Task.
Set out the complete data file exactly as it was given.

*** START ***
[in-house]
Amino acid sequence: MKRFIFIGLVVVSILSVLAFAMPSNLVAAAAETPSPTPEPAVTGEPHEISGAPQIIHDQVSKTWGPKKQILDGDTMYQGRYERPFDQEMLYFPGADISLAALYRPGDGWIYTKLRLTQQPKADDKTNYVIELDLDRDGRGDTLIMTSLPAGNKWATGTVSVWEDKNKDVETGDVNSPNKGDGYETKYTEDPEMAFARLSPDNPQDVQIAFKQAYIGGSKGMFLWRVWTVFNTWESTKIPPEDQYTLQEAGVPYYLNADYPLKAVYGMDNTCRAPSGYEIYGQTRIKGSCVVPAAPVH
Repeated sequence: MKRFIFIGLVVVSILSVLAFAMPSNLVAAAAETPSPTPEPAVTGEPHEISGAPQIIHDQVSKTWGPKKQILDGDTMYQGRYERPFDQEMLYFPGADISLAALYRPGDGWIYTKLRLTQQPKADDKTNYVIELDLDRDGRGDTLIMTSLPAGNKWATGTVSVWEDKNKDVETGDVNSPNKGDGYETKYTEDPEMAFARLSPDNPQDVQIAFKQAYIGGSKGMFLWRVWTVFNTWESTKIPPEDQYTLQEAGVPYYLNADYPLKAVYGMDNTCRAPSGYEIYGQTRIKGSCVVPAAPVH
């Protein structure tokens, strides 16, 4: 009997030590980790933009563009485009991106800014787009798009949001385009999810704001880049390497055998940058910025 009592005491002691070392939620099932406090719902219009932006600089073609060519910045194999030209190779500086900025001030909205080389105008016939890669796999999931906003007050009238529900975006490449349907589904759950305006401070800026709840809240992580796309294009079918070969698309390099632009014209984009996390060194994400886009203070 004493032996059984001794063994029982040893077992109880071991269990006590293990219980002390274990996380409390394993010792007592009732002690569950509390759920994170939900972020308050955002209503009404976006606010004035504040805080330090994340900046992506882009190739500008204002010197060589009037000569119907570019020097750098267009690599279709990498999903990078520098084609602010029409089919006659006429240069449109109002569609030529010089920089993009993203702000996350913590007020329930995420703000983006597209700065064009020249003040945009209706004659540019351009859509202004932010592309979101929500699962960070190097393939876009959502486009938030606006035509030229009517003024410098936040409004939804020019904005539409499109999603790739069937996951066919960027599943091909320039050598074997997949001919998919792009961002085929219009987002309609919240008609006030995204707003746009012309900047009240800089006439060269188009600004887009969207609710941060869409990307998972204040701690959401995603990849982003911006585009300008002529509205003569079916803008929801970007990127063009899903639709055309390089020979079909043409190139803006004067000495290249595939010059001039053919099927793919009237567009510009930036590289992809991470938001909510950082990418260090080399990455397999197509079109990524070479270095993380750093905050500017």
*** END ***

[in-house]
Amino acid sequence: MKRFIFIGLVVVSILSVLAFAMPSNLVAAAAETPSPTPEPAVTGEPHEISGAPQIIHDQVSKTWGPKKQILDGDTMYQGRYERPFDQEMLYFPGADISLAALYRPGDGWIYTKLRLTQQPKADDKTNYVIELDLDRDGRGDTLIMTSLPAGNKWATGTVSVWEDKNKDVETGDVNSPNKGDGYETKYTEDPEMAFARLSPDNPQDVQIAFKQAYIGGSKGMFLWRVWTVFNTWESTKIPPEDQYTLQEAGVPYYLNADYPLKAVYGMDNTCRAPSGYEIYGQTRIKGSCVVPAAPVH
Repeated sequence: MKRFIFIGLVVVSILSVLAFAMPSNLVAAAAETPSPTPEPAVTGEPHEISGAPQIIHDQVSKTWGPKKQILDGDTMYQGRYERPFDQEMLYFPGADISLAALYRPGDGWIYTKLRLTQQPKADDKTNYVIELDLDRDGRGDTLIMTSLPAGNKWATGTVSVWEDKNKDVETGDVNSPNKGDGYETKYTEDPEMAFARLSPDNPQDVQIAFKQAYIGGSKGMFLWRVWTVFNTWESTKIPPEDQYTLQEAGVPYYLNADYPLKAVYGMDNTCRAPSGYEIYGQTRIKGSCVVPAAPVH
């Protein structure tokens, strides 16, 4: 009997030590980790933009563009485009991106800014787009798009949001385009999810704001880049390497055998940058910025 009592005491002691070392939620099932406090719902219009932006600089073609060519910045194999030209190779500086900025001030909205080389105008016939890669796999999931906003007050009238529900975006490449349907589904759950305006401070800026709840809240992580796309294009079918070969698309390099632009014209984009996390060194994400886009203070 004493032996059984001794063994029982040893077992109880071991269990006590293990219980002390274990996380409390394993010792007592009732002690569950509390759920994170939900972020308050955002209503009404976006606010004035504040805080330090994340900046992506882009190739500008204002010197060589009037000569119907570019020097750098267009690599279709990498999903990078520098084609602010029409089919006659006429240069449109109002569609030529010089920089993009993203702000996350913590007020329930995420703000983006597209700065064009020249003040945009209706004659540019351009859509202004932010592309979101929500699962960070190097393939876009959502486009938030606006035509030229009517003024410098936040409004939804020019904005539409499109999603790739069937996951066919960027599943091909320039050598074997997949001919998919792009961002085929219009987002309609919240008609006030995204707003746009012309900047009240800089006439060269188009600004887009969207609710941060869409990307998972204040701690959401995603990849982003911006585009300008002529509205003569079916803008929801970007990127063009899903639709055309390089020979079909043409190139803006004067000495290249595939010059001039053919099927793919009237567009510009930036590289992809991470938001909510950082990418260090080399990455397999197509079109990524070479270095993380750093905050500017």